I was reading Barbara Brown Taylor’s Leaving Church at church the other day as I waited for my children to finish an activity, and a friend asked me what I was reading. “Uh-oh,” she exclaimed when I showed her the book.
“I have my moments, but I’m not there yet,” I reassured her with a smile.
It’s not a book about leaving the faith, but rather about leaving the clergy. As its subtitle says, it’s “a memoir of faith.” This is my second read by Taylor; the first was An Altar in the World. I find Taylor’s journey through Christianity to be both winsomely told and interesting, and she provides a clear-eyed, thought-provoking look at the church.
This book begins after Taylor has been ordained and has practiced parish ministry in an Atlanta Episcopal church for several years, and she realizes that she is exhausted. The demands of a large city church, coupled with her own perfectionistic nature and approach to her priestly office, are wearing her out, and she ends up moving to a smaller church in a north Georgia town for a few years before resigning her post altogether. Having carried with her the same internal structures and motivations from one church to the other, she burns out in the same way.
Once outside her role as priest, her journey continues (ultimately she ends up a college professor), and to me this was the most interesting part of the book because of her skill in writing about the insights she gains. To move from her position of clerical authority is to discover a whole new perspective on the church and the faith. At one level this is a story about the disentanglement of faith from the institutional church, and the ways the hierarchy and institutional dynamics have compromised the church’s ability to embody what it preaches. Taylor writes with compassion and honesty about the way churches seem so tightly organized around the personalities of their pastors, yet the pastors feel less powerful than bewildered by the resistance they sometimes encounter. She writes of the interpersonal dynamics that make some people much more comfortable arguing about Scripture than loving one another, and how her understanding of doctrine is inextricably intertwined with human relationships. And she addresses some of the contradictions between what a church professes to be, and what it actually is:
All these years later, the way many of us are doing church is broken and we know it, even if we do not know what to do about it. We proclaim the priesthood of all believers while we continue living with hierarchical clergy, liturgy, and architecture. We follow a Lord who challenged the religious and political institutions of his time while we fund and defend our own. We speak and sing of divine transformation while we do everything in our power to maintain our equilibrium. If redeeming things continue to happen to us in spite of these deep contradictions in our life together, then I think that is because God is faithful even when we are not.
There is more to this book than I feel I can summarize well, but I found her journey fascinating. Her writing is seasoned with wisdom and humor (it reminds me a little of Anne Lamott, but with a gentler irreverence), and she is able to write with a surgeon’s delicacy and precision about subtle things. In general she takes a more liberal view on some issues than I’m used to, but I found this a breath of fresh air and a welcome challenge to think.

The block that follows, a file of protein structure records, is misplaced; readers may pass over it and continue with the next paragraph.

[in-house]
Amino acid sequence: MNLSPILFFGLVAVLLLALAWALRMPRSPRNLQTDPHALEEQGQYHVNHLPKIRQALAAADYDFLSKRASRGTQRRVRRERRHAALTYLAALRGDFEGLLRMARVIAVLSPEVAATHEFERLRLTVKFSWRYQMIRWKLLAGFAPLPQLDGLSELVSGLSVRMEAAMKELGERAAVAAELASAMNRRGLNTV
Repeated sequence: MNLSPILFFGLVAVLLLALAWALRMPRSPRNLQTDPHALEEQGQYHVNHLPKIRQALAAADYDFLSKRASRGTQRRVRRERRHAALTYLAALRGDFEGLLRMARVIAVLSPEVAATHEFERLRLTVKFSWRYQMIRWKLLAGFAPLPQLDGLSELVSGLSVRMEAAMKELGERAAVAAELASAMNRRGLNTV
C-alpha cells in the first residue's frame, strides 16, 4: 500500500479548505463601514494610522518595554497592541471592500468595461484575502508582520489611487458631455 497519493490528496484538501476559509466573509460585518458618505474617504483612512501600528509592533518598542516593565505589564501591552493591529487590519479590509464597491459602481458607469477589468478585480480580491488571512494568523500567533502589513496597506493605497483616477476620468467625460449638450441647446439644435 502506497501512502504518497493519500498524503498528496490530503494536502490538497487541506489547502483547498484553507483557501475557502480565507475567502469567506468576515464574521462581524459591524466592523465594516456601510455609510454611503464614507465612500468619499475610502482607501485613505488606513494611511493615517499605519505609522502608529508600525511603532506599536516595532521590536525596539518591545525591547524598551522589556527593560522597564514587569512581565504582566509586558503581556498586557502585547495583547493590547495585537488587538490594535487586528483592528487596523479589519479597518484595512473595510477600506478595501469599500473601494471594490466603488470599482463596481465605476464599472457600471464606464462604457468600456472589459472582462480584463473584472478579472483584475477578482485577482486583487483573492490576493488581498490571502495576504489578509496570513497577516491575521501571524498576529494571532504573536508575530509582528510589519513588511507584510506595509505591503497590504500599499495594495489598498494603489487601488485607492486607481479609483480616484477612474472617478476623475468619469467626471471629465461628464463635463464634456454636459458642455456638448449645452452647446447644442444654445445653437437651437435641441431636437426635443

I especially liked her idea of spiritual geography. The church is at the center of the map, preserving the traditions, defending the structures, enforcing authority, while there is another kind of spiritual life going on at the edges:
According to the Bible, both the center and the edge are essential to the spiritual landscape, although they are as different from one another as they can be. The wilderness of Sinai provided the people of Israel with an experience of God that was distinct from their experience in the Temple in Jerusalem. The Judean desert showed Jesus a side of God’s Holy Spirit that was not apparent while magi knelt before his manger in Bethlehem. There is life in both places because the same God is in both places, but they are so different from one another that it is often difficult for people to be one place without wanting to be the other place or to agree that both places really belong on the same map. Much that is certain in the center is up for grabs in the wilderness, while much that is real in the wilderness turns out to be far to feral for the center.
Leaving Church speaks from the perspective of an intelligent, deeply committed woman who has discovered the deficiencies in her own practice of faith, and in the church’s manifestations, only after wholehearted engagement. It takes a long, rich view of the church, and carries the authenticity of someone who has been deeply involved in it for years. In this respect I found Leaving Church to be a much more satisfying book than unChristian, another recent read that examines some of the shortcomings of evangelicalism, but from a perspective I found to be somewhat commodity-driven, focused on the way faith is “packaged” or “marketed” to appeal to a generation.
Leaving Church eased my sense of invisibility, and I appreciated Taylor’s depth and honesty. As always after reading a book that speaks to you at a deep level, the challenge is to figure out how to live constructively with it in your own world. Good books shouldn’t just be put back on the shelf as room decor, but it can be difficult to know how to make them part of one’s mental and spiritual outlook. Yet any book that makes you feel you’ve met a kindred spirit is worth a little destabilization. Leaving Church offers much to ponder about life and faith, nature, feminism, calling and the church, and I recommend it.
- Paper Chain